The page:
Public Lab Research note

See the Fraunhofer absorption lines in sunlight

by warren | September 18, 2016 14:44 18 Sep 14:44 | #13460 | #13460

This is a draft -- still in progress, based on this note

I'm still working on:


One thing spectrometers can be used for is to detect gases, but an experimental setup for this is actually pretty hard, because gases are so transparent. Think about how little light is blocked by the air when you can look across a mountain valley.

How much of a given gas would you need to look "through" to actually see certain colors blocked -- say, if you looked at a full spectrum (incandescent or halogen) light bulb with your spectrometer? Turns out, the width of the Earth's atmosphere is more than enough.

In this activity, we'll just point a spectrometer at the sky to (ideally) see iron, calcium, hydrogen, sodium, as well as water and C02, as dark "blocked" bands in the spectrum of the sun, which would otherwise be smooth and continuous. (above image by @liz, at #ecohack)

Activities to do first

What you'll need


You can read more about the Fraunhofer lines, why they're called that, and why the sun makes a good full-spectrum light source in @cfastie's great post here, entitled Fraunhofer.


Photo by @donblair - pointing a DIY spectrometer from the roof of a building.

Step 1

If you haven't recently, calibrate your spectrometer again to ensure it hasn't drifted.

Step 2

Find a spot outside or on a window sill where you can point your spectrometer at the sky -- not at the sun directly (that's too bright) but at a cloud, or at the blue part of the sky.

It's helpful if you can affix the spectrometer, like with a tripod, or rubber banding or zip-tying it to something pointable, like a microphone stand or even a desk lamp. Having a second person to "manage" the pointing is really helpful while you're using the laptop.

Step 3

Go to, plug in your spectrometer, and capture a spectrum.

Step 4

Copy your last calibration with the Copy calibration button. Tag your spectrum with: sunlight and fraunhofer so we can find it!

Bonus: tweet out a picture of yourself pointing your spectrometer at the sky!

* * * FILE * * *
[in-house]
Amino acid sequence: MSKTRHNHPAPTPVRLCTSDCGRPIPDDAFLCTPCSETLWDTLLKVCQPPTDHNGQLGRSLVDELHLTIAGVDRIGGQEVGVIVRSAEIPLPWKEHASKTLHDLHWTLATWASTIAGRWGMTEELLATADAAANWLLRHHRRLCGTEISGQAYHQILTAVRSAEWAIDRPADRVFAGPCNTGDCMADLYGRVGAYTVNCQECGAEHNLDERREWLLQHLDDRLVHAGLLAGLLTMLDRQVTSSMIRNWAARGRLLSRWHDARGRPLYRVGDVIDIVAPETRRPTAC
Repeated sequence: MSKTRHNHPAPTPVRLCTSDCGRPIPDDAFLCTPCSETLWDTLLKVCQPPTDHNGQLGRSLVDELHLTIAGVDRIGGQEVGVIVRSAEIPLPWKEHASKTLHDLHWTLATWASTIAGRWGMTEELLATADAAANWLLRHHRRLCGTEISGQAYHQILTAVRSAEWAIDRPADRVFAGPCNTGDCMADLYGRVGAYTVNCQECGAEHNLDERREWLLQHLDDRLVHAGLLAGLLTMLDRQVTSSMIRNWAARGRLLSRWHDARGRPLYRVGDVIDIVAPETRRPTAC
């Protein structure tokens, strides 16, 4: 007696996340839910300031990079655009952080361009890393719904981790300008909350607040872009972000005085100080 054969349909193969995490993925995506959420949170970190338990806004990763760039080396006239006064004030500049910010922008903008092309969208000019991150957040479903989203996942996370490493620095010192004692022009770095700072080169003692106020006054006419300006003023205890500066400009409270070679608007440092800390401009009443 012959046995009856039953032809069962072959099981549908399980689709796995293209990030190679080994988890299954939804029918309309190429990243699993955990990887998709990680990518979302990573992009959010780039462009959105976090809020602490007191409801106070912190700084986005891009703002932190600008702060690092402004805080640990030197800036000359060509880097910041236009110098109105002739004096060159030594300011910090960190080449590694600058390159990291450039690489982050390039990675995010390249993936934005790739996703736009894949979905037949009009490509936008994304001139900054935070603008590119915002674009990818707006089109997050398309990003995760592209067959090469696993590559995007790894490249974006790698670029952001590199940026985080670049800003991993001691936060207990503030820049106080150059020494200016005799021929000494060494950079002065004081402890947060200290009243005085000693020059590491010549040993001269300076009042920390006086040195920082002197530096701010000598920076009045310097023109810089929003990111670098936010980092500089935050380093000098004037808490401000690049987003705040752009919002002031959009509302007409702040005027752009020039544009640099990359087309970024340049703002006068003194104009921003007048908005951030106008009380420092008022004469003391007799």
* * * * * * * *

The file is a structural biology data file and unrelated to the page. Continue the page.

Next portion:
Step 5

Post links to your spectra here so we can see how consistently people are able to find these. Please note what the weather was like, what time of day it was, and anything else that might

Adding a photo of yourself (like the lead image of this post) to show your setup and the weather is a great way to show your experimental setup. It'll help with troubleshooting, and help others see how to do this activity themselves.


Common pitfalls

The sun is so bright!!! It's easy to overpower your camera and cause clipping -- where brightness in any of the three color channels of the camera reaches 100% and the top of the graph just gets flattened out. Try pointing further away from the sun, or even the sun's reflection off a piece of white paper (though this may change your spectrum!).

Direct vs. diffuse sunlight may yield different spectra, as explored in this note. An example of clipping is here, in the blue area to the left, where the brightness curve gets flattened against the top:


What outcome you should get

Post your results in a response below -- you should be able to see some faint black bands through your spectrum as in this image:

See many other peoples' attempts at this here -- some are overexposed in the visible range, but have interesting absorption lines in the infrared range:

Here's one which shows clear black lines in the infrared range, to the right side; if you remove the infrared blocking filter from your webcam, you can record these wavelengths too:


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